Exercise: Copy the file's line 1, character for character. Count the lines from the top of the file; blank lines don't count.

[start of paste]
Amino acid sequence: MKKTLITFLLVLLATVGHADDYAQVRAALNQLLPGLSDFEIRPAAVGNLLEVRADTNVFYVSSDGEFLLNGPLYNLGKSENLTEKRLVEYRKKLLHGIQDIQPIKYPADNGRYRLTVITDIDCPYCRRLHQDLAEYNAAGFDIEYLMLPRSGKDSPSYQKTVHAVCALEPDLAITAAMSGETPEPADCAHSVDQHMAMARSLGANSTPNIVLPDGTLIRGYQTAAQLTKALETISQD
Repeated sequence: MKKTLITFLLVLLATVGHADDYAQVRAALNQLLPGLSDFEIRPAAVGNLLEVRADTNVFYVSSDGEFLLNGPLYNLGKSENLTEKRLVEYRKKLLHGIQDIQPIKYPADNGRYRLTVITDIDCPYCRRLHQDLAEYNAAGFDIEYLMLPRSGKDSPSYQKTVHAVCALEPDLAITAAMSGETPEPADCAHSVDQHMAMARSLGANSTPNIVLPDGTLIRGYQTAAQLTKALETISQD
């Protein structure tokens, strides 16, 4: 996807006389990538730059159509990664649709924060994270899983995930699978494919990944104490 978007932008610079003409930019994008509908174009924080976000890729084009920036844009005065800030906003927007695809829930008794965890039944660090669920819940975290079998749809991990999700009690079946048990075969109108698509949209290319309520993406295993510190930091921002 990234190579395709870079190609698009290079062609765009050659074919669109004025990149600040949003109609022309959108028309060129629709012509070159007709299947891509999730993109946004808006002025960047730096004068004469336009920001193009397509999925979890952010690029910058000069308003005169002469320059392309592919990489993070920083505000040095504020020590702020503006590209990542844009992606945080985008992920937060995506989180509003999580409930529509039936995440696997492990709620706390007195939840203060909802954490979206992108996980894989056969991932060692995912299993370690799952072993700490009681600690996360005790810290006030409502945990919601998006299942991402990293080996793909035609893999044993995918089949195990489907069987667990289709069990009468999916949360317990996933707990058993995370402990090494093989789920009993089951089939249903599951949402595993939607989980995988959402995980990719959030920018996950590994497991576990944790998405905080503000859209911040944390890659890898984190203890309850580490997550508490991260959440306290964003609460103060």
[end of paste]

Amino acid sequence: MKKTLITFLLVLLATVGHADDYAQVRAALNQLLPGLSDFEIRPAAVGNLLEVRADTNVFYVSSDGEFLLNGPLYNLGKSENLTEKRLVEYRKKLLHGIQDIQPIKYPADNGRYRLTVITDIDCPYCRRLHQDLAEYNAAGFDIEYLMLPRSGKDSPSYQKTVHAVCALEPDLAITAAMSGETPEPADCAHSVDQHMAMARSLGANSTPNIVLPDGTLIRGYQTAAQLTKALETISQD